Improving parliamentary procedure
August 18, 1998
Steps to improve proceedings in parliament will be one of the issues to be discussed in the dialogue between the People's Progressive Party (PPP) and the People's National Congress (PNC). The St. Lucia Statement specifically recorded that the government would explore in consultation with all the parties in the National Assembly the establishment of a Parliamentary Management Committee for the better organisation and functioning of parliament. This would take the business of parliament outside the traditional exclusive control of the government and put it in the hands of a joint committee. There is already precedent for this in several parliamentary democracies including some in this region and this single measure will lead to the solution of other grievances including the fixing of members motions. It is a good step and one anticipates all the parties will support it.
There has already been an improvement. The leader of government business in parliament, Mr Reepu Daman Persaud, has on more than one occasion shown a willingness to consult the opposition on various matters in advance and even to adjourn if more time is requested. Recently, the government responded promptly to a large number of questions tabled by PNC M.Ps on such diverse topics as the Linden Development Authority, the Guyana/Suriname ferry service, the position of minority shareholders in Seals and Packaging Limited, vacancies in the Attorney General's chambers, government's plans for the bauxite industry and supernumerary constables. It was an impressive performance and in keeping with the levels of accountability expected in a functioning democracy. Government ministers must be ready and willing to answer questions about matters within their portfolios. This helps the public, the voters, to judge if they are doing their job and doing it competently. It is the essence of democracy that ministers and government as a whole give an account of their stewardship. Given the quick response achieved in this matter the PNC and members of the other opposition parties can be encouraged to raise questions about other specific matters that may be bothering them such as the award of particular state contracts or alleged discrimination in the allocation of land. Ideally, these issues should be raised in parliament, the key forum in a democracy.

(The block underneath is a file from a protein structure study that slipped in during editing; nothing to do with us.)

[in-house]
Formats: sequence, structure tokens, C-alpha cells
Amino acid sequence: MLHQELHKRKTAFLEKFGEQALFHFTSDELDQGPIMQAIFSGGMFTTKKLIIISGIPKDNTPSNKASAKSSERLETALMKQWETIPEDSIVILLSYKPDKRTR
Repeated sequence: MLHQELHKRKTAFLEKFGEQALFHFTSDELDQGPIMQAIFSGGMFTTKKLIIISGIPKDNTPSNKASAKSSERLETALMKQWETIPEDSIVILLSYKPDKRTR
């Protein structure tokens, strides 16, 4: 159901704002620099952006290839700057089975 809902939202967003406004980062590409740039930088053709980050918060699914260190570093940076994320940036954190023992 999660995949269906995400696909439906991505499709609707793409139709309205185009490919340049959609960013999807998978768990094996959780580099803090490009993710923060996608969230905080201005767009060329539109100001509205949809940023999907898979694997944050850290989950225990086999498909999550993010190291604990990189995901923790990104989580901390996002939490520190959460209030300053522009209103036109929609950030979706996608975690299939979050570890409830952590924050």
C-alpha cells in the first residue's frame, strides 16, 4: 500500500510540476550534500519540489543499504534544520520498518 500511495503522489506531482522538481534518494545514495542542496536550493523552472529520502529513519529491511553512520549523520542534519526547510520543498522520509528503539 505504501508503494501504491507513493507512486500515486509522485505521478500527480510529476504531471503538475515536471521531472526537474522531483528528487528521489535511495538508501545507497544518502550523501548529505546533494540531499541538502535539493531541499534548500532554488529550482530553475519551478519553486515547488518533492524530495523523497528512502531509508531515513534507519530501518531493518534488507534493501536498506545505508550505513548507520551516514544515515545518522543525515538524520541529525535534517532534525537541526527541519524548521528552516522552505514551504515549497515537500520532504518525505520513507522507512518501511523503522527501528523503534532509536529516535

It must be hoped that the parties will proceed rapidly to agree on a joint management committee as part of other steps to improve parliamentary procedure and as part of the broader dialogue on constitutional reform and other issues.